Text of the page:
Advances in Food Research, Vol. 26 by C.O. Chichesters, E.M. Mrak, G.F. Stewart (Eds.) PDF

By C.O. Chichesters, E.M. Mrak, G.F. Stewart (Eds.)

ISBN-10: 0120164264

ISBN-13: 9780120164264

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15. Effect of concentration on viscosity of aqueous slurries of C . utilis, corn starch, and carboxyl-methyl cellulose. 32 C. L. COONEY ET AL. tion, the viscosity is greatly reduced by even moderate salt concentration (unpublished observations, MIT). In contrast to the minimal interactions with water, yeast has a relatively high capacity for hydrophobic substances. This effect is demonstrated by its oil emulsification properties, as shown in Fig, 16, where on an equal weight basis the yeast is equivalent to egg yolk.

The discussion of applications will be subdivided along these lines, but individual applications in foods will almost always combine more than one property. I . Fundamental Considerations a . Chemistry of the Cell Surface. The yeast cell surface presents on intricate chemical environment consisting mainly of carbohydrate-protein complexes. A detailed review on the structure and biosynthesis of cell surface is available (Phaff, 1971). A typical cell wall is approximately 70 ? 10 nm thick and represents 15% of the dry cell mass.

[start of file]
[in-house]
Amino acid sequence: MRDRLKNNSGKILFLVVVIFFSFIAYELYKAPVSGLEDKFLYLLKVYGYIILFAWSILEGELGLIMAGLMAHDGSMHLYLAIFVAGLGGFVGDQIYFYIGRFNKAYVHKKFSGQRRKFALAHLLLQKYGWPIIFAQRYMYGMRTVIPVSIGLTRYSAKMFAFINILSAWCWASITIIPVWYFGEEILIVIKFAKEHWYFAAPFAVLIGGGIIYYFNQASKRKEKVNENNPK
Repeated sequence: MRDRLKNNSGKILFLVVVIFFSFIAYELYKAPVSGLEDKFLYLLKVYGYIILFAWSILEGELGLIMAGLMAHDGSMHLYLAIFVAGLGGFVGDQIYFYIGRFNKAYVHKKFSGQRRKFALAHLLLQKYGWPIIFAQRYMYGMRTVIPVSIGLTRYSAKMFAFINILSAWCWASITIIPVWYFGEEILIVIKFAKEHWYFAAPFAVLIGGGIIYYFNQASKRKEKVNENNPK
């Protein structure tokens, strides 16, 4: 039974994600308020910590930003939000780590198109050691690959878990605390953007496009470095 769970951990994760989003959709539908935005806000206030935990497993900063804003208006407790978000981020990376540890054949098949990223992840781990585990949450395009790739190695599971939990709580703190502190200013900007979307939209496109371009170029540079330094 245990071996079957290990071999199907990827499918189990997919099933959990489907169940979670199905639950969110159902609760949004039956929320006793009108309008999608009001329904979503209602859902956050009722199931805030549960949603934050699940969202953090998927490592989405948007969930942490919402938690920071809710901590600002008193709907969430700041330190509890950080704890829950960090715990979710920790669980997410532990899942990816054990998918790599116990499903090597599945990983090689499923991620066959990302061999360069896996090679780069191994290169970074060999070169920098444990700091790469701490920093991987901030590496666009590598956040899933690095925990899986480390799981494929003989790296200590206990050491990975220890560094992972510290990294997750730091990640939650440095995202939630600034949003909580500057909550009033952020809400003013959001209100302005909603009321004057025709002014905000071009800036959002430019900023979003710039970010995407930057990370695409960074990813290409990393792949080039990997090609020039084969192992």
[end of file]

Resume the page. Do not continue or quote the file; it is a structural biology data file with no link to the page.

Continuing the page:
Studies of biomass production of methanol utilizing bacteria. I n “Single-Cell Protein, II” (S. R. Tannenbaum and D. 1. C. ), p. 385. MIT Press, Cambridge, Massachusetts. , and Lilly, M. D. 1975. Protein extraction and recovery from microbial cells. I n “Single-Cell Protein, 11” (S. R. Tannenbaum and D. I. C. ). p. 179. MIT Press, Cambridge, Massachusetts. Edozien, J. , Uda, U. , Young, V. R.. and Scrimshaw, N. S . 1970. Effects of high levels of yeast feeding on uric acid metabolism of young men.

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Advances in Food Research, Vol. 26 by C.O. Chichesters, E.M. Mrak, G.F. Stewart (Eds.)


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